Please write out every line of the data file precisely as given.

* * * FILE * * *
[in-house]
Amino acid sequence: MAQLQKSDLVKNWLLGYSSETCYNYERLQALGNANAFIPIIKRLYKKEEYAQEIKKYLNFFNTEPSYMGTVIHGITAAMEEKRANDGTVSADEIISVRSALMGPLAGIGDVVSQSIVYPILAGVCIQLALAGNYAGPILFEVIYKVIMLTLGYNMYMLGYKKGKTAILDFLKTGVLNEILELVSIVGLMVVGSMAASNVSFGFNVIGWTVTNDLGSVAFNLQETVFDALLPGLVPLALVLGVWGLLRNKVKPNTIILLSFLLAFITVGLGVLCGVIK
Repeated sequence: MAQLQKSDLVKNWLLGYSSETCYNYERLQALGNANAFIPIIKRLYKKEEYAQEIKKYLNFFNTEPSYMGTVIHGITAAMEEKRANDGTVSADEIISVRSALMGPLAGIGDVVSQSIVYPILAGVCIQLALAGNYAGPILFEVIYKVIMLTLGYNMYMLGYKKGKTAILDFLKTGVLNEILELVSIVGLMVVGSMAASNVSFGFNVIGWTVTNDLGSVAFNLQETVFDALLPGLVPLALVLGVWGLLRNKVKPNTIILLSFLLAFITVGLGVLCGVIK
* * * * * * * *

[in-house]
Amino acid sequence: MAQLQKSDLVKNWLLGYSSETCYNYERLQALGNANAFIPIIKRLYKKEEYAQEIKKYLNFFNTEPSYMGTVIHGITAAMEEKRANDGTVSADEIISVRSALMGPLAGIGDVVSQSIVYPILAGVCIQLALAGNYAGPILFEVIYKVIMLTLGYNMYMLGYKKGKTAILDFLKTGVLNEILELVSIVGLMVVGSMAASNVSFGFNVIGWTVTNDLGSVAFNLQETVFDALLPGLVPLALVLGVWGLLRNKVKPNTIILLSFLLAFITVGLGVLCGVIK
Repeated sequence: MAQLQKSDLVKNWLLGYSSETCYNYERLQALGNANAFIPIIKRLYKKEEYAQEIKKYLNFFNTEPSYMGTVIHGITAAMEEKRANDGTVSADEIISVRSALMGPLAGIGDVVSQSIVYPILAGVCIQLALAGNYAGPILFEVIYKVIMLTLGYNMYMLGYKKGKTAILDFLKTGVLNEILELVSIVGLMVVGSMAASNVSFGFNVIGWTVTNDLGSVAFNLQETVFDALLPGLVPLALVLGVWGLLRNKVKPNTIILLSFLLAFITVGLGVLCGVIK